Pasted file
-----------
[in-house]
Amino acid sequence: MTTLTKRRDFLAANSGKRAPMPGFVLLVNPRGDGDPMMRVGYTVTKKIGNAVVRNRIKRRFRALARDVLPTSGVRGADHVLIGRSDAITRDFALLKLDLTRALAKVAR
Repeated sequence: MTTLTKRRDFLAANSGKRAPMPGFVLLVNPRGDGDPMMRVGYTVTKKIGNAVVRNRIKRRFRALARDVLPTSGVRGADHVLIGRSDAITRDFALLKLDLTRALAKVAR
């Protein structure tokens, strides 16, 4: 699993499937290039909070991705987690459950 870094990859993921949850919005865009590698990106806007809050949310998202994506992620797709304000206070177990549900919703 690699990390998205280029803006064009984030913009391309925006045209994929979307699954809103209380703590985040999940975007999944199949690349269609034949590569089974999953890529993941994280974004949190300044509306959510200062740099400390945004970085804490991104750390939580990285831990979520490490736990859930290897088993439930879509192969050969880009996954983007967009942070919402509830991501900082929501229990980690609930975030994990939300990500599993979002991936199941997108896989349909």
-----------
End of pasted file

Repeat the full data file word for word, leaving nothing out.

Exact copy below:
[in-house]
Amino acid sequence: MTTLTKRRDFLAANSGKRAPMPGFVLLVNPRGDGDPMMRVGYTVTKKIGNAVVRNRIKRRFRALARDVLPTSGVRGADHVLIGRSDAITRDFALLKLDLTRALAKVAR
Repeated sequence: MTTLTKRRDFLAANSGKRAPMPGFVLLVNPRGDGDPMMRVGYTVTKKIGNAVVRNRIKRRFRALARDVLPTSGVRGADHVLIGRSDAITRDFALLKLDLTRALAKVAR
């Protein structure tokens, strides 16, 4: 699993499937290039909070991705987690459950 870094990859993921949850919005865009590698990106806007809050949310998202994506992620797709304000206070177990549900919703 690699990390998205280029803006064009984030913009391309925006045209994929979307699954809103209380703590985040999940975007999944199949690349269609034949590569089974999953890529993941994280974004949190300044509306959510200062740099400390945004970085804490991104750390939580990285831990979520490490736990859930290897088993439930879509192969050969880009996954983007967009942070919402509830991501900082929501229990980690609930975030994990939300990500599993979002991936199941997108896989349909």